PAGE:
Tuesday, June 3, 2014

What is good about the past?
I used to subscribe to a magazine that I loved, that had the word "Primitive" as part of its name.  It changed owners a few years back and in the process made a number of other changes as well. 

Where once it had discussed blending with nature in order to achieve one's goals, it instead began to endorse manipulating nature to make them easier to achieve. Where once it had discussed utilizing natural materials in crafting tools, it started introducing more technologically modern ways of doing the same thing.  Where once it had highlighted the efforts of people who truly lived a lifestyle without modern conveniences, it began presenting stories about people who used modern conveniences to thrive in primitive environments.  "They do it in a primitive style" was the justification.  In general, while attention to primitive living skills was still evident, the trend was more and more away from that and increasingly about integrating into the magazine the same old modern "bigger, better, faster, more" way of looking at things.  An attitude that I was already super-saturated with in my daily life.  An attitude that the magazine had once been an escape from.  These may be subtle distinctions, inconsequential to most casual readers, but to me they were important, as discussion of "primitive" was what captured my imagination and compelled me to shell out the money for a subscription in the first place.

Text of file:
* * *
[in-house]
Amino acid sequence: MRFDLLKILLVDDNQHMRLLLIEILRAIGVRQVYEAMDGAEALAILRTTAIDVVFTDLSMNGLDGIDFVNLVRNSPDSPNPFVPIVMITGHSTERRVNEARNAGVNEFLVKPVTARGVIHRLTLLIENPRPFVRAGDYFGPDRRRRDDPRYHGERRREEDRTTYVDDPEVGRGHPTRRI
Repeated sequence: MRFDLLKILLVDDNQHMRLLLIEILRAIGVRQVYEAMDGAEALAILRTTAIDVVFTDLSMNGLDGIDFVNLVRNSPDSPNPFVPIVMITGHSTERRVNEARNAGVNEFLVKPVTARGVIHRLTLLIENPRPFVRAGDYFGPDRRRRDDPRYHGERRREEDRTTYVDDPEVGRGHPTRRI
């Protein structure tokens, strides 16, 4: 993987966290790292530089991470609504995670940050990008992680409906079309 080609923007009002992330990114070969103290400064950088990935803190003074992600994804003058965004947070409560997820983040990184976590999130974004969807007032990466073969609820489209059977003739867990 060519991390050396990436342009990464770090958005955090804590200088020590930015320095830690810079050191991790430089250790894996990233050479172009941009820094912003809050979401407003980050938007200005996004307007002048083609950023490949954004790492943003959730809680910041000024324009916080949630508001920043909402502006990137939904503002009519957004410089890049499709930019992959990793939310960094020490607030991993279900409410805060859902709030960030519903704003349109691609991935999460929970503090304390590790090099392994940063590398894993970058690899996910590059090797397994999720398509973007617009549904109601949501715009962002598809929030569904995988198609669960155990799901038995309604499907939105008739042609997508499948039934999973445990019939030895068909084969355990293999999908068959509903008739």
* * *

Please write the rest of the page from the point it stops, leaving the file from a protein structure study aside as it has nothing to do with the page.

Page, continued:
I looked up the reasons for the change and it was claimed that the decision was financial.  Ads bring in money.  Nobody sells sticks, bone and rocks through a magazine.  I get that.  Not a problem.  So I wrote their editorial comments page and asked the community there "what would it take to keep the magazine 'primitive'?  How much would it cost?"  I even volunteered to pay double, the issue was so important to me, and asked if it would cost the subscribers more than that.  Responses from the readers and publishers ranged from supportive, to "what's the problem?" to downright nasty.  I was told to "get with the Twentieth Century."  (I asked this guy why he was reading a mag on primitive living skills.  I didn't get an answer).  I was accused of "intolerance" when I was sharing a preference.  It was suggested that if I didn't like an ad or an article, to just turn the page, or, better yet, to cancel my subscription.  (Sensible, but insulting).  Eventually the thread was deleted.  End of discussion.